For many years I worked in consultation and engagement services across a number of organisations. My role was to go out into the community and find out what they thought of something – a policy, a publication, an issue, a community, a development – and distill that down to report it back to decision makers. It was a type of research really, and made me appreciate the importance of accurate and honest feedback.
I was thinking about this recently whilst talking with a date about why previous relationships hadn’t progressed beyond dating into “boyfriend and girlfriend” territory (surely there must be a way of describing that that doesn’t sound like it’s from the playground?!). Turns out she had no idea, and was pretty curious to find out herself. e agreed that some way of getting feedback on dates would be invaluable, especially if you are committed to getting better at the whole thing.
There are obviously plenty of ways not to do this. For example, trying to organise a focus group of ex’s would probably end in disaster, as would conducting exit interviews the next day. And I’m not even sure an online survey with the option of entering a prize draw to win a bottle of champagne would work either.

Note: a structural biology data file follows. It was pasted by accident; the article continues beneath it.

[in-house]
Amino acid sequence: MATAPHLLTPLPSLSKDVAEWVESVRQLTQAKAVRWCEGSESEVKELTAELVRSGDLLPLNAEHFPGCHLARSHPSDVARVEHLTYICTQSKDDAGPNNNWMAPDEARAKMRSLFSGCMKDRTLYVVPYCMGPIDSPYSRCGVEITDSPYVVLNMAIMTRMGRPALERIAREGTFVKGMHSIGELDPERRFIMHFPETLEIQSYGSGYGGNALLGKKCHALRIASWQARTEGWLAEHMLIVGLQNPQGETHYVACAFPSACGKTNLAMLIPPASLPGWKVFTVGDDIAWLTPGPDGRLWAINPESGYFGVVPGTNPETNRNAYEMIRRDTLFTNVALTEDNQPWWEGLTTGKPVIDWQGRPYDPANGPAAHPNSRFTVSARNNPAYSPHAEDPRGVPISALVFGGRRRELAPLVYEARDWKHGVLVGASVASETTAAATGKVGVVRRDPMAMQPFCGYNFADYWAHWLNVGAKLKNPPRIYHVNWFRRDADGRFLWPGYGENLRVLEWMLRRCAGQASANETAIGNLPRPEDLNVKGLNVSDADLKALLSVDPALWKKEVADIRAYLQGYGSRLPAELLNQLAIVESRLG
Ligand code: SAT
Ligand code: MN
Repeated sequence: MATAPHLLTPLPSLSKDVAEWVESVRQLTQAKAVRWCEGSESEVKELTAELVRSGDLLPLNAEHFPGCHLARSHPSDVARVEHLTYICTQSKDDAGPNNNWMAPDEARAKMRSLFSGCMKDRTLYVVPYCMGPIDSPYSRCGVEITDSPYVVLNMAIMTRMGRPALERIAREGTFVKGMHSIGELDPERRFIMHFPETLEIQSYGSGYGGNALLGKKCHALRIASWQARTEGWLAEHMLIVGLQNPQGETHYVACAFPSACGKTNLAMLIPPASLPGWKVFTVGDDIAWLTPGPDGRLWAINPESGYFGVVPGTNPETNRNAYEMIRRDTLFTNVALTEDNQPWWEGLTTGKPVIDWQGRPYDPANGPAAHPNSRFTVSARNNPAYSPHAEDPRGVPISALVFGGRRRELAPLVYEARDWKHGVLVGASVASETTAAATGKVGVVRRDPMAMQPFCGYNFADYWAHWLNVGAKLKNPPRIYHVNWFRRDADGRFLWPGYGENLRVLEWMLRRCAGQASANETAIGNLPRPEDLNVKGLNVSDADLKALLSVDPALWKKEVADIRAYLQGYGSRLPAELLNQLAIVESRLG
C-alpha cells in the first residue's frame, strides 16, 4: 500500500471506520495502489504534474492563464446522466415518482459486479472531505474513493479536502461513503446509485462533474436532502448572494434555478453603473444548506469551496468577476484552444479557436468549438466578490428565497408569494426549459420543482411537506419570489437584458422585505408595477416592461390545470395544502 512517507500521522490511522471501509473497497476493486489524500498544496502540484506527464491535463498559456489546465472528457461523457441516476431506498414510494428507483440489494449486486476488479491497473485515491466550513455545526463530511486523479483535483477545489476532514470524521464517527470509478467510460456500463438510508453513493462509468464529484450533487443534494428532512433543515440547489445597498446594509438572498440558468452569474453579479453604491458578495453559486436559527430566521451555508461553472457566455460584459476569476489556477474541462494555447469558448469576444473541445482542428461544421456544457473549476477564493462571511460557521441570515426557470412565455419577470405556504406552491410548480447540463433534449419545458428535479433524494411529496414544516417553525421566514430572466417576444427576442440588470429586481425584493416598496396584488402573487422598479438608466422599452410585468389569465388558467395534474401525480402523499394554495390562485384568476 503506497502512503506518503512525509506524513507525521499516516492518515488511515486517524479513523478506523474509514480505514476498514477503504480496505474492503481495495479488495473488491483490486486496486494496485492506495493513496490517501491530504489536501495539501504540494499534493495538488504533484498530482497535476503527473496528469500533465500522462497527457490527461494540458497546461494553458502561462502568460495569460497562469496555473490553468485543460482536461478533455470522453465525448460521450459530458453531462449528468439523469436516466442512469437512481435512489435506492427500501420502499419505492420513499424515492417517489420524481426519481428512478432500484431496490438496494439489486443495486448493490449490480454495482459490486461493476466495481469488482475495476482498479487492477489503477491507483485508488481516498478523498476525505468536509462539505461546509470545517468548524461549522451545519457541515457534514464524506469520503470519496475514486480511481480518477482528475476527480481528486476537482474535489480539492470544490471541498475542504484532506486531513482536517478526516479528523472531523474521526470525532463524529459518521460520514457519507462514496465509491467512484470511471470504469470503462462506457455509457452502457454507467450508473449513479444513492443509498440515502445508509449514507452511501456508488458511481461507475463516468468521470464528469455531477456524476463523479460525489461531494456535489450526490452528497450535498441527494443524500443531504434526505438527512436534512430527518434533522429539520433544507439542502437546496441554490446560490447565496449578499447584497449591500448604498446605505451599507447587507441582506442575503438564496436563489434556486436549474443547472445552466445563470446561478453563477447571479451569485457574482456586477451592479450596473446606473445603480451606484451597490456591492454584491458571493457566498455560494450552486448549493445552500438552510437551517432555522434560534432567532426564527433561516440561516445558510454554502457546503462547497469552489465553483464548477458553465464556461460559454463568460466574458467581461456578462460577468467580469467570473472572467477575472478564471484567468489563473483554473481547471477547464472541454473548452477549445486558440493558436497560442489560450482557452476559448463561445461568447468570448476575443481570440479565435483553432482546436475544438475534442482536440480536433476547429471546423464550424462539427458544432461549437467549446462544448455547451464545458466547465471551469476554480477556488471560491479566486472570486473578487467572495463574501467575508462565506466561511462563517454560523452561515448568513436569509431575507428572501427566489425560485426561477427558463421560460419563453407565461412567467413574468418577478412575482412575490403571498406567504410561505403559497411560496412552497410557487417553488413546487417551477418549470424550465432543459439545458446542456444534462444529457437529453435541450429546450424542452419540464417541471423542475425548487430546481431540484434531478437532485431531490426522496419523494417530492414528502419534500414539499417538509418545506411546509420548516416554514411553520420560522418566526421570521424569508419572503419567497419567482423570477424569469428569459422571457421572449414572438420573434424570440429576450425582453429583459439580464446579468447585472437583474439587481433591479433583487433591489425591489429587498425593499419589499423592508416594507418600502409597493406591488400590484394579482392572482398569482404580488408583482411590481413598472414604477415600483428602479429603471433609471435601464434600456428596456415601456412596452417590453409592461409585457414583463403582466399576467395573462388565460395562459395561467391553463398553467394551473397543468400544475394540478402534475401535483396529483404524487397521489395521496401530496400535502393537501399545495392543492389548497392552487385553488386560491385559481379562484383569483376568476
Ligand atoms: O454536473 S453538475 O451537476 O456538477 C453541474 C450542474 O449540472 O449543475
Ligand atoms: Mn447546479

I don’t know what I’d ask previous dates, nor whether they’d be honest. People have a propensity not to want to hurt other people’s feelings so will often come up with bland, generic statements instead of saying “I hated the way you picked your teeth” or “I prefer talking about ideas rather than reality tv” (for the record, neither of those are things I do!). Specific feedback would be useful but unlikely.
And then what would I do with it? Some things I could control, but others are just who I am. If I mention politics or science fiction and they hate either of those things then we’re never going to be a compatible match. If my failed marriage has taught me anything, it’s to find someone who shares at least some of your crazy rather than tolerating its existence. And after all, it’s horses for courses; what one person likes another will hate. All opinions of this type are entirely subjective.
I would, however, be interested in knowing of some of the things I’m doing right. Am I getting the blend of honesty and confidence right? Do they still like having doors held open for them or is that deeply condescending? Am I listening enough or perhaps too much? If someone doesn’t tell me what they like then there’s a chance I won’t guess it and won’t offer enough of that.
Perhaps there is space in the market for a rate-my-date app. Nothing could go wrong with that, surely?!